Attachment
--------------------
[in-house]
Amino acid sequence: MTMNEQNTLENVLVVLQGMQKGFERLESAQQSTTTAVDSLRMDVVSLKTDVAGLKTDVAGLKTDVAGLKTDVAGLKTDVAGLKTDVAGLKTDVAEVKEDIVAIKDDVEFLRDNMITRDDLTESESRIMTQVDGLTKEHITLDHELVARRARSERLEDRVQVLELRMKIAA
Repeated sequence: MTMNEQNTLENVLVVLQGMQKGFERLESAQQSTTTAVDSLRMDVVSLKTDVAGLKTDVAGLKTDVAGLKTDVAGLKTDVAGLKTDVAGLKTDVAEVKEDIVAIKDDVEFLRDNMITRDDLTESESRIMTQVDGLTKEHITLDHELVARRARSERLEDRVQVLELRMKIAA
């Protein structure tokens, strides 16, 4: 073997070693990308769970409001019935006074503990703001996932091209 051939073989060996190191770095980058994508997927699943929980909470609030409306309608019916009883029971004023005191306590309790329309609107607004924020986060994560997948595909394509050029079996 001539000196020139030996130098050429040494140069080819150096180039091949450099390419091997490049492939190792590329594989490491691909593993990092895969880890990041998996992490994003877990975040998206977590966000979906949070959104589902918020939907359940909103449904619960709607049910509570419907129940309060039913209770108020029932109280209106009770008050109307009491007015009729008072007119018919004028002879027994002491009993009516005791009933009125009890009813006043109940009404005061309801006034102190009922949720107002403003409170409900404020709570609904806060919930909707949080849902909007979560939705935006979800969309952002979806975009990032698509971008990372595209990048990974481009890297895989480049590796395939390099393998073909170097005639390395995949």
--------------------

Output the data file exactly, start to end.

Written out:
[in-house]
Amino acid sequence: MTMNEQNTLENVLVVLQGMQKGFERLESAQQSTTTAVDSLRMDVVSLKTDVAGLKTDVAGLKTDVAGLKTDVAGLKTDVAGLKTDVAGLKTDVAEVKEDIVAIKDDVEFLRDNMITRDDLTESESRIMTQVDGLTKEHITLDHELVARRARSERLEDRVQVLELRMKIAA
Repeated sequence: MTMNEQNTLENVLVVLQGMQKGFERLESAQQSTTTAVDSLRMDVVSLKTDVAGLKTDVAGLKTDVAGLKTDVAGLKTDVAGLKTDVAGLKTDVAEVKEDIVAIKDDVEFLRDNMITRDDLTESESRIMTQVDGLTKEHITLDHELVARRARSERLEDRVQVLELRMKIAA
């Protein structure tokens, strides 16, 4: 073997070693990308769970409001019935006074503990703001996932091209 051939073989060996190191770095980058994508997927699943929980909470609030409306309608019916009883029971004023005191306590309790329309609107607004924020986060994560997948595909394509050029079996 001539000196020139030996130098050429040494140069080819150096180039091949450099390419091997490049492939190792590329594989490491691909593993990092895969880890990041998996992490994003877990975040998206977590966000979906949070959104589902918020939907359940909103449904619960709607049910509570419907129940309060039913209770108020029932109280209106009770008050109307009491007015009729008072007119018919004028002879027994002491009993009516005791009933009125009890009813006043109940009404005061309801006034102190009922949720107002403003409170409900404020709570609904806060919930909707949080849902909007979560939705935006979800969309952002979806975009990032698509971008990372595209990048990974481009890297895989480049590796395939390099393998073909170097005639390395995949």